children at harm, and that being said, I still think it's extremely important to abide by community guidelines and keep children top of mind as
we create content.
GIOKOS: Koosha Nouri, thank you so very much.
We've been playing in tandem some of your great videos. I'm going to have to find you on social media. Thank you so much for your time. Great to have
you on the show.
NOURI: Thank you so much for having me.
GIOKOS: All right, so several lawmakers questioned the TikTok CEO about its relationship with its sister app, Douyin. Douyin is the Chinese version
of TikTok. It has different moderation policies, and it also limits for users that are in place and lawmakers asked Mr. Chew why it seemed to do a
better job of removing harmful content.
Selina Wang looks into the story for us. Let's take a look.
SELINA WANG, CNN INTERNATIONAL CORRESPONDENT (voice over): Pressure is building again in Washington to ban TikTok, all because it is owned by a
Chinese company, ByteDance.
In China TikTok is banned. In fact, it never existed. Instead, there's a separate version of ByteDance's app in China called Douyin, boasting more
than 600 million daily active users, Douyin was already a viral sensation in China before TikTok launched overseas.
WANG (on camera): So I've got TikTok pulled up on my US phone and Douyin on this China phone. They've got very similar homepages and interfaces. The
only reason why I can access TikTok here in Beijing is because this phone has got an oversea SIM card in it and a VPN to get around China's internet
WANG (voice over): While Douyin has some more sophisticated features especially in live streaming and e-commerce and Doyin users under 14 can
only use the app for 40 minutes a day and see kid safe content.
WANG (on camera): Plus, Douyin automatically puts on this heavy beauty filter when I open up this camera function.
Media is heavily censored in China, so if I type in a topic sensitive to the Chinese government on Douyin, say like Tiananmen 1989, nothing pops up
and I get a text that says no search results available versus on TikTok, you'll see that a bunch of videos pop up about the massacre.
WANG (voice over): One of Washington's concerns is that because of its Chinese ownership, Beijing could use its propaganda and censorship methods
on TikTok, too. The other fear is that TikTok could be forced to hand over data to the Chinese government.
But security experts say the National Security risks are hypothetical at best. Beijing says the US government has been using state power to suppress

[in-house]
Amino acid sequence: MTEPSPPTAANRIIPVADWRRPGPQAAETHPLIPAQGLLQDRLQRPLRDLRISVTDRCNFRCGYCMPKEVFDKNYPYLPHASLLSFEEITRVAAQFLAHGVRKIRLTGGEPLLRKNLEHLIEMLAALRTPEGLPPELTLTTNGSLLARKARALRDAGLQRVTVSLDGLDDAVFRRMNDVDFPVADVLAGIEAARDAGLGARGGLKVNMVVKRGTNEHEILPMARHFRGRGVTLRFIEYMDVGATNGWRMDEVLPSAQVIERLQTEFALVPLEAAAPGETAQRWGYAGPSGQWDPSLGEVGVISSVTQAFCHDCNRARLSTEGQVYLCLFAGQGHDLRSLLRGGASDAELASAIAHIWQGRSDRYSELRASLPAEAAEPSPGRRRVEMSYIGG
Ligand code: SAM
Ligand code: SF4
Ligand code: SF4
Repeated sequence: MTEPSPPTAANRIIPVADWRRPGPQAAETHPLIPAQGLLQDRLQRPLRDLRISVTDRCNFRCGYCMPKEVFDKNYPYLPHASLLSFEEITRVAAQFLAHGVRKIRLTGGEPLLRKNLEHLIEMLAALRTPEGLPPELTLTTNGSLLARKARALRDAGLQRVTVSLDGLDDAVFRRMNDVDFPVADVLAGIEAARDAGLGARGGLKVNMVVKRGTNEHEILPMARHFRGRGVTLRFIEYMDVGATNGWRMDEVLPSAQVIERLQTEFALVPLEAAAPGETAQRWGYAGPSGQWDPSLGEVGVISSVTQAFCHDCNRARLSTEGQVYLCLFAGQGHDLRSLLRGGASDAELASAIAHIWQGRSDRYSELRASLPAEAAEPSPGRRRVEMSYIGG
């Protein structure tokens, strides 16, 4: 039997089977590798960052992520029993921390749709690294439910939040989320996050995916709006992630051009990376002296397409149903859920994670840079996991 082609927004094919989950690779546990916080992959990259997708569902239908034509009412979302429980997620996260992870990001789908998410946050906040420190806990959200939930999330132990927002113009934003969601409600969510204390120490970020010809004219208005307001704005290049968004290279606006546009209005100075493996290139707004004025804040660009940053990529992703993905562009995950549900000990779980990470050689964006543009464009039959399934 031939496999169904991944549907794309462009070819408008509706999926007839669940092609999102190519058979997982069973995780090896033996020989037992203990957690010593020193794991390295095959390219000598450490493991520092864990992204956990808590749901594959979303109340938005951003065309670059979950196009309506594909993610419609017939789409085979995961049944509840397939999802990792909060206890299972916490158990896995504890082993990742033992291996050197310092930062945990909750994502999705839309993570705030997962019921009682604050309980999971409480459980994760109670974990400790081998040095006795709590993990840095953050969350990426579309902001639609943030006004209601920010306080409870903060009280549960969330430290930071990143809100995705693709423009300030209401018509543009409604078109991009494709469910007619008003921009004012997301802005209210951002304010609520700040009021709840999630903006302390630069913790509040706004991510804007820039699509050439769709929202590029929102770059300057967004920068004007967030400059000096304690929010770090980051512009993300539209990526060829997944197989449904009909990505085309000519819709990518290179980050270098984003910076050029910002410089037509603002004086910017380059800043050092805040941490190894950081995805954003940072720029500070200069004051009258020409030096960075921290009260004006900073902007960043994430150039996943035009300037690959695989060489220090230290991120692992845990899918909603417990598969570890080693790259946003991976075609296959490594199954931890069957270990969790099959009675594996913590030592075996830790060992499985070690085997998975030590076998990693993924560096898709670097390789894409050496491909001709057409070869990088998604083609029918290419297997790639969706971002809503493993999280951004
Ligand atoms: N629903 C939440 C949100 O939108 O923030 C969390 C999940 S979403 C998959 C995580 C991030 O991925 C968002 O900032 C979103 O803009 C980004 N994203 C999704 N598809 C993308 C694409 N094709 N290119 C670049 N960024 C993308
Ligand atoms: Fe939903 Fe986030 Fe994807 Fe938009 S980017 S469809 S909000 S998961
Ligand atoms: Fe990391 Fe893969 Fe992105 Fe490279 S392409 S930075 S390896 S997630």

other countries' companies.
But the irony is that China has outright blocked countless foreign websites and apps, including Google, YouTube, Facebook, Twitter, Instagram,
WhatsApp, Netflix, and more.
On Douyin, Chinese state media has been sharing TikTok videos from angry Americans.
UNIDENTIFIED MALE: Explain it to me, Joe, why the sudden move to ban TikTok? Joe, if the Chinese want our data, they can just buy the data on
the free market that we love so much.
UNIDENTIFIED MALE: Joe Biden. I am 80 years old. I'm not a teenager. There are quite a few million people on TikTok who are not going to vote
for you if you ban this app.
WANG (voice over): Meanwhile, nationalistic influencers on Douyin are accusing the US government of using National Security as an excuse to crack
down on TikTok because of America's fears of China.
But it remains to be seen if TikTok can convince Washington that it poses no threat.
Selina Wang, CNN, Beijing.
GIOKOS: A programming note, our CNN Prime special is "Time Up for TikTok?" That is airing tonight at 9:00 PM in New York, and that is 5:00 AM
here in Abu Dhabi. So you don't want to miss that.
What would you do if you had $3 billion in a bank that collapsed? I'll talk to the head of FinTech company who had to answer that exact question, the
CEO of Circle is up next. Stay with CNN.
GIOKOS: US markets eked out some gains after a volatile last hour of trading. The Dow finishing the day 75 points higher. It had been up as much
as 165 points as you can see. We're sitting in the green. Investors seemed hopeful this morning that the Fed rate hike could soon come to an end. Of
course, that is the cycle that everyone is focused on.
The S&P 500 also closing off session highs. The tech-heavy NASDAQ seeing the best of, it was up a percent.
In the meantime, a good day for Bitcoin, up about four percent, and it is up around 70 percent this year. The crypto payments giant in the meantime,
Circle, has had a more tumultuous year. They had more than $3 billion tied up in Silicon Valley Bank. When SVB collapsed, so-called stablecoin, USD
coin became unpegged from the US dollar, and can see it's now recovered.
Circle says it has been able to access all of the reserves held with SVB; however, the firm had a rocky start to the week with USD coin redemptions